“When we say that a body is entitled to make investigations — those investigations may entail why private property owners aren’t renting more of their property to individuals. We could go down various paths and the fact is that we are empowering this group to issue subpoenas.”

“Usually there is a procedure to oppose or object and you file something with the court to bring an action. That’s not contemplated here at all,” he said.

“The fact through this ordinance we are telling them they have the power to compel and that’s not true. I’m concerned because we have a housing inspector who is empowered to bring an action but here we’re giving this group a collateral adjudicative process and there could be a conflict. The housing inspector has certain training that is required. No such training is required of these individuals. This board can order the reduction of a rent to an amount that is fair and equitable.

What does that mean? Is there any guidance in terms of equity in rent?”

The commission should rely on the work of the local housing department to assist them, Small said, because the town already has a process in place to address these issues.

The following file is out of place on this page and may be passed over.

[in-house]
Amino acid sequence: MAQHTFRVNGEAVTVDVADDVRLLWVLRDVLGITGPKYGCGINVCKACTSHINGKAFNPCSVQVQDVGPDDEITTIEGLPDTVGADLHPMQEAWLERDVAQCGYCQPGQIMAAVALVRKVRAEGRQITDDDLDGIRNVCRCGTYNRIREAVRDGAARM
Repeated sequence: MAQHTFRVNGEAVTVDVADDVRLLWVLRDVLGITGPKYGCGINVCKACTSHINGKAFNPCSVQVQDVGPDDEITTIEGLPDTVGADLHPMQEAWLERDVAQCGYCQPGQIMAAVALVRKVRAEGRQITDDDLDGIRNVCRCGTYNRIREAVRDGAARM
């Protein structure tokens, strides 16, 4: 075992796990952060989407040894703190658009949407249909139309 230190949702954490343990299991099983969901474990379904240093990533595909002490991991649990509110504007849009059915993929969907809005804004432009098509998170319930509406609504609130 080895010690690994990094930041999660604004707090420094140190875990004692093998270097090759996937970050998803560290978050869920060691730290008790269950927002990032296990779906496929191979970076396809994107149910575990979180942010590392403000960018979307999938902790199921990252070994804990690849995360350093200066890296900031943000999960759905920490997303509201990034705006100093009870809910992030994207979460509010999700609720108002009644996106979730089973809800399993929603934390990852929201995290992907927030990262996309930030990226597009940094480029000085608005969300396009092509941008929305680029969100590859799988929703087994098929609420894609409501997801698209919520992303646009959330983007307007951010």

“Then they are all on the same page,” she said. “Obviously at some point in time you’re making a judgment, ‘Harsh and unconscionable’ is a very high threshold. That really needs to be well defined.”

“There are a lot of philosophical concerns but at the end of the day it is our statutory duty to create this commission and this isn’t giving people free rent, this isn’t a handout and it’s also not tying the hands of landlords from charging a rental rate that they can get,” Councilor Sam Carmody said. “This commission protects the rights of individuals from being charged rent that’s excessive. What this does is it creates a fair process to protect individual renters from being charged excessively so I am certainly in support of this.”

“I don’t think anyone expects us to achieve perfection with the first draft,” Councilor Vincent Testa said. “We will always be able to redo this so I think in general this is a very well put together ordinance and we should approve it and move on.”

Fishbein and Councilor Christina Tatta voted against the item.

With Councilors Joseph Marrone, Autumn Allinson and Jason Zandri absent, the four yes votes weren’t enough to approve it so it will go back to the Ordinance Committee for further consideration.

Paid for by:
Jesse Reynolds for Town Council,
Kristi Doerr, Treasurer

Approved by:
Jesse Reynolds